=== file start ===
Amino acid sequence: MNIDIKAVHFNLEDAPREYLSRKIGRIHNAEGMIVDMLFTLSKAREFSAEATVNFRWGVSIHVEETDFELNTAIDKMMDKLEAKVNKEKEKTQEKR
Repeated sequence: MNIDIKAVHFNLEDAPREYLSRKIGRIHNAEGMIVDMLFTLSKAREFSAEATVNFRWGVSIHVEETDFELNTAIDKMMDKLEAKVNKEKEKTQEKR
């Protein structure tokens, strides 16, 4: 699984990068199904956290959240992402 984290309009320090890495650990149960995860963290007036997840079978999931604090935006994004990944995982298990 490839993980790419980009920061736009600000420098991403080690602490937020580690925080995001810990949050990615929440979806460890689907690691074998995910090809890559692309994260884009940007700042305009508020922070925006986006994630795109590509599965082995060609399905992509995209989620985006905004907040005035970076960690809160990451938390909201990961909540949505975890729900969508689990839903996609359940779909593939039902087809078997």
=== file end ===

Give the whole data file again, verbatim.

Amino acid sequence: MNIDIKAVHFNLEDAPREYLSRKIGRIHNAEGMIVDMLFTLSKAREFSAEATVNFRWGVSIHVEETDFELNTAIDKMMDKLEAKVNKEKEKTQEKR
Repeated sequence: MNIDIKAVHFNLEDAPREYLSRKIGRIHNAEGMIVDMLFTLSKAREFSAEATVNFRWGVSIHVEETDFELNTAIDKMMDKLEAKVNKEKEKTQEKR
């Protein structure tokens, strides 16, 4: 699984990068199904956290959240992402 984290309009320090890495650990149960995860963290007036997840079978999931604090935006994004990944995982298990 490839993980790419980009920061736009600000420098991403080690602490937020580690925080995001810990949050990615929440979806460890689907690691074998995910090809890559692309994260884009940007700042305009508020922070925006986006994630795109590509599965082995060609399905992509995209989620985006905004907040005035970076960690809160990451938390909201990961909540949505975890729900969508689990839903996609359940779909593939039902087809078997």